I say that I can´t change the permissions because the checkbox for the write  permission in the deny column is checked and it's like locked, it's checked and I' can't unchecked. I'm already using other folder in C:\ to verify if my code was wrong, this folder it's has the permission for the user IUSR_ServerName, but everything works fine. But I can´t give the write permission in the images folder inside the web site. I have to use that folder because my ISP will not give me any other location to write other than the space in my site.
The site is already configured to use the ISUR_ServerName account.

Thank you for the help.
On Tuesday, August 01, 2006 8:42:51 PM Imar Spaanjaars said:
Hi Rene,

If the checkboxes are locked, it means the folder is inheriting its permissions from its parent. To resolve this, click the Advanced button, thun unckeck the "Inherit from parent" option on the Advanced Security Settings dialog for the folder.

You should realize that changes made to the parent folder are no longer propagated to your folder. For now, this is exactly what you want, but you may run into odd situations when you later try to change this again.

Hope this helps,

On Monday, August 21, 2006 7:27:41 AM SuhelAhmed said:
Hello Mike,

   A great article.  But I believe I am looking for something more. I want to provide my users with a facility through which they will be able to access the files through their local machines. By using add new netwrok places, something related to webfolders using their userid and passwords, which they use to login to the website. For this I believe we need to have some setting between the IIS and the SQL databse. Due to which the website user will be able to access the common folder. I am not able to understand, what settings are needed from the IIS to synchronize it with the SQL database. Please can you advise me on the above mentioned topic. Thanks in advance.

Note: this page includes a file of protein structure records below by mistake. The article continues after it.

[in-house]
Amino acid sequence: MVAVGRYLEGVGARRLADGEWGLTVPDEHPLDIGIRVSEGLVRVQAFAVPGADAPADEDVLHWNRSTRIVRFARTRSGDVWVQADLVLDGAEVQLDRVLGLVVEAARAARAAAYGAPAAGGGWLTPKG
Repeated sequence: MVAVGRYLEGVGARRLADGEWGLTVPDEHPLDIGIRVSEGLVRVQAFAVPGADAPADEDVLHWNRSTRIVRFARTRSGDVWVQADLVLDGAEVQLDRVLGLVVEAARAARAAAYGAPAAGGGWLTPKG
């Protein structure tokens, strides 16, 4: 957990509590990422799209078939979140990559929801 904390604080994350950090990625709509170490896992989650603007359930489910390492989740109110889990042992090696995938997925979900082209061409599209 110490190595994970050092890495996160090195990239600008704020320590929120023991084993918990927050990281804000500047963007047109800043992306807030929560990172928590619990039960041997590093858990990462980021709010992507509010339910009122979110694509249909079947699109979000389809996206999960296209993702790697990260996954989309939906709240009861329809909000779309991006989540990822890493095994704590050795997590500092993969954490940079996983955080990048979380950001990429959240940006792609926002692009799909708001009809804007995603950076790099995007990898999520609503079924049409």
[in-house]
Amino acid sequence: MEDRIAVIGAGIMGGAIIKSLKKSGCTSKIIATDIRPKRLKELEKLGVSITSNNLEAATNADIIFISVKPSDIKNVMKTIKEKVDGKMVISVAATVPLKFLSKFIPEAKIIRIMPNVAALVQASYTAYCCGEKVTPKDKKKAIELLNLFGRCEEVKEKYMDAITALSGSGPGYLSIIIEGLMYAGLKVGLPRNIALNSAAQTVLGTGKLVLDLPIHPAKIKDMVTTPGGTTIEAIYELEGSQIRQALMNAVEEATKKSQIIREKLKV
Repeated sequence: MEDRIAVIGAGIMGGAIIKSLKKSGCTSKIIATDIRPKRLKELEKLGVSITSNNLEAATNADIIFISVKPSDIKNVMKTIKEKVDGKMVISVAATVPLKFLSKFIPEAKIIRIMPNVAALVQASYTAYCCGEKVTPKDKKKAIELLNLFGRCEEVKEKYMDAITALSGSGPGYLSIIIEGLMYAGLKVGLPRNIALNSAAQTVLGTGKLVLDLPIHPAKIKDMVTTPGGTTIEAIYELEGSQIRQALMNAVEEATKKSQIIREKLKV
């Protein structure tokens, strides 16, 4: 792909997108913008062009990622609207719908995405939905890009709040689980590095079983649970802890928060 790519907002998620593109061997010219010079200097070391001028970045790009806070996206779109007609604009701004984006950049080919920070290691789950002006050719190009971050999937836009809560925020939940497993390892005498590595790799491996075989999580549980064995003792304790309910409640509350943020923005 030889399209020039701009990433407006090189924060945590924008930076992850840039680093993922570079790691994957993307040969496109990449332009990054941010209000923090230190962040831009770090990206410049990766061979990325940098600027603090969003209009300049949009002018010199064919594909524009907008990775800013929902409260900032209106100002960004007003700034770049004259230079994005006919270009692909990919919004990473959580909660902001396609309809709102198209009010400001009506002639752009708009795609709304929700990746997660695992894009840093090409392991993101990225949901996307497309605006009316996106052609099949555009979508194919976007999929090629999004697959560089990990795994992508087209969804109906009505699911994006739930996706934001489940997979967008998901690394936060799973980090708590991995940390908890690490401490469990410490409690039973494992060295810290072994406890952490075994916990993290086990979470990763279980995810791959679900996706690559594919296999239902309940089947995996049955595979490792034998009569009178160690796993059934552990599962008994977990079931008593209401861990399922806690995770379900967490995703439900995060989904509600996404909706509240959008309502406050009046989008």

The project is in C# and the backend is MS-SQL Server.

On Monday, August 21, 2006 7:38:23 AM Imar Spaanjaars said:
Hi SuhelAhmed,

I don't think I understand what you mean. Can you please post this at so others can take a look?

If you do, please provide more detail and describe what it is that you want, what SQL has to do with it and so on.


On Monday, August 21, 2006 9:15:46 AM SuhelAhmed. said:
Hello Mike,
    Thnk you for the promp reply.
   What I need is to cerate a website which will behosted on the server. This web site will be havnng numerous users. Each user will be havng their UserID and Password.  The website will also have a common folder in which the users ca create folders or files as per their requirements.
But for this I beieve that these uses should have the permission to Create folders or files on the webserver. And these permmissions have to be configured in the IIS of the webserver.
  Since the users will be created Dynamically on the website. The IIS should Understand that the userd adn passwords are from the databse of the file and not from the authentication metabase or file from the IIS on the webserver.
   So, my query was how do i make the IIS understand that it has to verify the userid andpassword from the user database of our website.
If you still are not able to get the clear picture please can you forward meyour mail-id so that i can properly draft a mail along with some explaintory attachments and links.

  Thank you in advance.
On Monday, August 21, 2006 9:21:59 AM Imar Spaanjaars said:
Hi SuhelAhmed,

It all depends. If you use "forms authentication" where users log in by entering a user name and a password in a web page, the account that the webserver uses is still the same, so you can configure one account with write access to store uploaded files and so on.